Yesterday, I went to Wagner’s The Flying Dutchman at the Royal Opera House (London). Tim Albery’s version is a great performance. The staging and scene were not over elaborate, but very effective. All the main soloists were very good, especially Adrianne Pieczonka ’s Senta, and the chorus and orchestra were first-rate. For me, it was “excellent” rather than “outstanding”; but, that may be mostly personal taste – I am not a diehard Wagner fan, and I find most romantic tragedy storylines rather too cliché and unrealistic.
While watching, I could not help noticing some interesting parallels between the ideological framework underlying The Flying Dutchman and Lutheran theology. I admit, I’m not sure to what denomination (if any) Wagner officially belonged, although it seems that he went to a Lutheran school. But, Lutheran theology had clearly impacted strongly on German thinking and culture by the nineteenth century; therefore, Lutheranism almost certainly would have influenced Wagner’s operas, whether or not Wagner was himself a Lutheran. This is particularly likely when we consider that most of Wagner’s operas were heavily based on German legends.
Let’s focus on 4 particularly interesting Lutheran elements in The Flying Dutchman:
- The Dutchman’s fate, unless saved by a faithful woman, is to roam the seas without dying for as long as the world endures; then, on the day of judgement, to vanish into nothingness. It was Luther, in contrast to Roman Catholic theology, who understood damnation as meaning non-existence. Of course, while Luther dreaded this fate, the cursed Dutchman longs for this relief from his sufferings.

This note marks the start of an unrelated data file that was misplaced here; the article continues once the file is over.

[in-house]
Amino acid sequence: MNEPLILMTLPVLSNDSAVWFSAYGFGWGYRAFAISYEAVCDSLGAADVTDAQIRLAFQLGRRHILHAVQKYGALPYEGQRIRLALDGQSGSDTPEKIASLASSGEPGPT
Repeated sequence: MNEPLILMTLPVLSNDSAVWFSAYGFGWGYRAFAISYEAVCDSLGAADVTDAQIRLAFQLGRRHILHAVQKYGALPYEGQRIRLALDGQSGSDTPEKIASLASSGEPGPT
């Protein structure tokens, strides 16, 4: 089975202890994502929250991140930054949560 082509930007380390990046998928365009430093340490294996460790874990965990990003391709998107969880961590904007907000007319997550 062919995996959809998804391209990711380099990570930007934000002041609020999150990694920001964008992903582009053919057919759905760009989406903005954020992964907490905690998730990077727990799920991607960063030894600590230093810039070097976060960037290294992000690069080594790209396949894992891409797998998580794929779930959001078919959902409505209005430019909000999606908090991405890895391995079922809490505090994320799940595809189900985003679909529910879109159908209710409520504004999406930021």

- The Dutchman’s salvation almost fails because of his capitulation to doubt. In Lutheran theology, salvation depends entirely on faith (in Christ): sola fide. Doubt is a perilous (perhaps the most perilous) spiritual force, and Luther struggled all his life with bouts of doubt. The Dutchman doubts that Senta is really true to him, and so announces that he will leave without marrying her and despair forever of his salvation. Only Senta’s abiding fidelity (resulting in her death) saves the Dutchman.
- A woman’s ‘holy duty’, states the opera, is fidelity in marriage. Those who marry the Dutchman and are unfaithful are damned. A distinctive element of Luther’s theology was its insistence that the highest duty for a woman was marriage. Luther argued that a woman’s role could be seen in her body, shaped for childbearing and rearing. He rejected the possibility of an alternative higher, or different, female spiritual calling to chastity in the monastic life (as proposed by Catholic and Orthodox traditions).
- The opera features repeatedly the notion of a personal angel who leads the Dutchman to salvation. While Luther rejected the traditional cult of saints, he maintained belief in guardian angels.
Of course, fused with these particularly Lutheran ideologies, is a strong ‘pagan’ element. Salvation comes not through Christ, but through the abiding love of a mortal woman. In fact, Senta is like an altus Christus. Although the Dutchman’s torment is due to a vow to the devil, it is the perfect love, and sacrificial death, of Senta that saves him. The Faustian idea, of the charismatic hero who has sold his soul to the devil is here combined with the popular trope of faithful love leading to suicide.
I am not claiming that The Flying Dutchman is an overtly, even a self-consciously, Lutheran opera. On the surface, it is a nonsensical blend of strands of Christian belief, popular mythology, and romantic tropes. But I would argue that, inextricably absorbed into its ideological framework, are particularly Lutheran ideologies.